Brick (2005)

I don’t know if you ever had the chance to see the movie “Brick” (2005), staring Joseph Gordon-Levitt, written and directed by the talented Rian Johnson, who also wrote and directed a little movie by the name of “The Brothers Bloom”, but if you did, you know why I am writing this review.

“Brick” stars Levitt, one of a few up-and-coming stars today who actually demonstrate talent in Hollywood, who you might remember from an odd-ball sitcom many years back called “3rd Rock From The Sun”. He’s been acting for a while now, slowly accumulating a pretty nice repertoire under his name including movies “Mysterious Skin” and “The Lookout”, and some recent bigger budget pictures: “(500) Days of Summer” and “G.I. Joe – The Rise of Cobra”. Some other notables in the movie include Nora Zehetner, who also stars in “The Brothers Bloom”, and Emilie de Ravin (Claire from “Lost”).

So “Brick” is basically a modern interpretation of film-noir. Levitt, a high-school loner, slowly begins to unravel the mysterious criminal underworld in his city, uncovering the secrets and lies along the way that ultimately lead to his ex-girlfriends death (***Not to worry, this is not a spoiler***). With sharp dialogue and a quick wit, Levitt’s character, Brendan, is able to come to terms with what happened and how to prevent it from happening again.

The slow pace to the film is apparent from the very first moments on screen. The style of the movie goes along with how the writers want to portray Levitts character, a wise-beyond his years thinker. In one line, Brendan says to a group of stones lackeys to Dode, a drug dealer Levitt’s character just punched in the face “I’ve got all five senses and I slept last night, that puts me six up on the lot of you.” This is the kind of writing to expect in “Brick”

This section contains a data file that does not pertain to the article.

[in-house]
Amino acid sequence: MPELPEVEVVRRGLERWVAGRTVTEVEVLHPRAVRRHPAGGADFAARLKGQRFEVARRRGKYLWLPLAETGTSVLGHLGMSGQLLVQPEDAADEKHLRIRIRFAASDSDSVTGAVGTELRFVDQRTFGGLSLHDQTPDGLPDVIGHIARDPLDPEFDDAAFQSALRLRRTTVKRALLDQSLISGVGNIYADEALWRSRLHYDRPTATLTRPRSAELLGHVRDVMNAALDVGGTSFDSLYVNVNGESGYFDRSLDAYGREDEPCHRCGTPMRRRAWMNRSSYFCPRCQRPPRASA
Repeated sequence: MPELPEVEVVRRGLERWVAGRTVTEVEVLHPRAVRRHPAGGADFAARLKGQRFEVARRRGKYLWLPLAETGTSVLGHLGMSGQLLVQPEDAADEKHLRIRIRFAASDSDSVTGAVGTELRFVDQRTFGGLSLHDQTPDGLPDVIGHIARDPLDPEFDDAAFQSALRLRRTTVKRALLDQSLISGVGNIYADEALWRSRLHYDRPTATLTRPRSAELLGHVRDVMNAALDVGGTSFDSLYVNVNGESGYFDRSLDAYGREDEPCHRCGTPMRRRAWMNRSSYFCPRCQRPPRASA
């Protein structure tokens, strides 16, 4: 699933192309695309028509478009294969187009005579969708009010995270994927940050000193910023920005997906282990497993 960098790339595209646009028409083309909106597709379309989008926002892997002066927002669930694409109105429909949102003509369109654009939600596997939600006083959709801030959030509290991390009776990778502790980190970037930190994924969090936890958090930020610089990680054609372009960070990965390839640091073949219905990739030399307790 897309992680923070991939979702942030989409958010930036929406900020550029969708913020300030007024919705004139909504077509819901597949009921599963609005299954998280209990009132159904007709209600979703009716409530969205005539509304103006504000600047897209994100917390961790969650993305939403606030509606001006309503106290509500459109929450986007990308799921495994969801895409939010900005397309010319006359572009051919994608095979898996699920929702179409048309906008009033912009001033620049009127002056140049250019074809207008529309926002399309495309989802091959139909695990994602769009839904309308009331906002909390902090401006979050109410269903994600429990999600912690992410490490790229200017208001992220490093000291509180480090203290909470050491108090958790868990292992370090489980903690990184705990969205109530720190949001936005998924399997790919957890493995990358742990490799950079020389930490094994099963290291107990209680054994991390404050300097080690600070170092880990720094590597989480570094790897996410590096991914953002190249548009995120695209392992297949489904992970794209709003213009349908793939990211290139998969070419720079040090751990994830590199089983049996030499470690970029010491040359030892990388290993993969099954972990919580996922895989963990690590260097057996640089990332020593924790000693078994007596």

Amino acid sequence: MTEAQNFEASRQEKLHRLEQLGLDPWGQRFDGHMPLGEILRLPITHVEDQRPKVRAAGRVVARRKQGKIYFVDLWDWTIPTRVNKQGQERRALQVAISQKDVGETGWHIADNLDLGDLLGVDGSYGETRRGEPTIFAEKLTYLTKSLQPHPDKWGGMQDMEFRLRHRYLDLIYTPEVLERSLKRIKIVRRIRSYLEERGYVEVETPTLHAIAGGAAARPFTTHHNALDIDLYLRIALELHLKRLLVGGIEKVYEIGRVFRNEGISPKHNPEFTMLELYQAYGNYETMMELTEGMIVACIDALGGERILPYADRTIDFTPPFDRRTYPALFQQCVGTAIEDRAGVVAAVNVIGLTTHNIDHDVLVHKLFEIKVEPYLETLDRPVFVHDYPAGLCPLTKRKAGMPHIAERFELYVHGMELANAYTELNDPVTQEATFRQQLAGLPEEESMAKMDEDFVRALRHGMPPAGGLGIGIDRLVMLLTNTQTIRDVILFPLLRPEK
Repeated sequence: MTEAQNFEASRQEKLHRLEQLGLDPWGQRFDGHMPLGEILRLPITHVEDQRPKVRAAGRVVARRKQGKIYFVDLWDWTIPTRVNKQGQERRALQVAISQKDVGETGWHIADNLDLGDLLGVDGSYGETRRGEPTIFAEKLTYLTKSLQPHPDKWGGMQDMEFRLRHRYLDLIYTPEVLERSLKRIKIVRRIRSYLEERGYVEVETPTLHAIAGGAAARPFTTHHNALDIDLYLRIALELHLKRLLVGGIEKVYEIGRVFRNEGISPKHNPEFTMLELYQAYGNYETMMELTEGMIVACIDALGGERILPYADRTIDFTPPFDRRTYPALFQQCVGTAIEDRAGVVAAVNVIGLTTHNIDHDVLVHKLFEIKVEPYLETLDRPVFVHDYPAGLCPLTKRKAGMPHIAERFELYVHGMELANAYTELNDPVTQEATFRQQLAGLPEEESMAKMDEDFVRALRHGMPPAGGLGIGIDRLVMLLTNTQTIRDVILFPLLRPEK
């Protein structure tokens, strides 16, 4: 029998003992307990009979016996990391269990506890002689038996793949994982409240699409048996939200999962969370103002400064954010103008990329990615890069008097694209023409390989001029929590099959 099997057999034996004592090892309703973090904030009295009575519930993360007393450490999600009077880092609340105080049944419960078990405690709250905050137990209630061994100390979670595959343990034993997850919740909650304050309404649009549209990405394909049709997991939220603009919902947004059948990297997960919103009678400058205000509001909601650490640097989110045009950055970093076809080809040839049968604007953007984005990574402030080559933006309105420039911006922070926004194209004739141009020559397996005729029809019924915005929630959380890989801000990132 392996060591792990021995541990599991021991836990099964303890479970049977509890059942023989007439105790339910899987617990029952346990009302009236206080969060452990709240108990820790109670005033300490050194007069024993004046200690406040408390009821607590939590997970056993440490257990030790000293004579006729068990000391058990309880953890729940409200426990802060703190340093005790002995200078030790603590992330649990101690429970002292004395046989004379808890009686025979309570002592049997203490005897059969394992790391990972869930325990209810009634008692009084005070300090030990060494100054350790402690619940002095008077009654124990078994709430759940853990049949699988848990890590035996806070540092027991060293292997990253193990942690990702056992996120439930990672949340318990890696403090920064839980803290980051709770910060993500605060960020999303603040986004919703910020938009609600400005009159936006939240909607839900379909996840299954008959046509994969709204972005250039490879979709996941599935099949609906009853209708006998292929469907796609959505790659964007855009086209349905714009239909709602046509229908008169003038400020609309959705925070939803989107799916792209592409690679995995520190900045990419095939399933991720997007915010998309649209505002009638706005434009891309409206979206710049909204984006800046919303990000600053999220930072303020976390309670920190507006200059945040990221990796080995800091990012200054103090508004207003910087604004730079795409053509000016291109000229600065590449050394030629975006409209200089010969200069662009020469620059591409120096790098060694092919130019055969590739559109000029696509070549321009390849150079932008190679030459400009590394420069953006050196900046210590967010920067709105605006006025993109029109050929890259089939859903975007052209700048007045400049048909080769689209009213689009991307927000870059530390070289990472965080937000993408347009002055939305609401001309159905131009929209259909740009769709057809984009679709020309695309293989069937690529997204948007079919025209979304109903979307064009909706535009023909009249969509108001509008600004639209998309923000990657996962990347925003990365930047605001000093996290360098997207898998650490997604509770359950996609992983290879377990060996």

If you like steller story, and don’t mind waiting for plot to develop, or if you’d like to get a blast from the past with a refreshing take on an ancient style of film-making, give it a shot. I know many people who are unable to get through this one because it takes a bit of patience to sit through. If you can enjoy a movie for what it is, its writing, then I definitely recommend giving this one a watch.

This movies shows up on many people’s lists of movies of the decade that you should watch, and any film-freak should try it. There’s some great writing, the characters are interesting, yet sometimes their eccentricities can get in the way of enjoying the movie. Its something different than anything else out there, so I’d say it does what it set out to do.

Plus, its a great chance to see the talents of Joseph Gordon-Levitt, an actor, reminiscent of a young Heath Ledger, because he’ll definitely be someone you’ll be hearing about in the not to distant future if you haven’t heard of him already.

8.0/10

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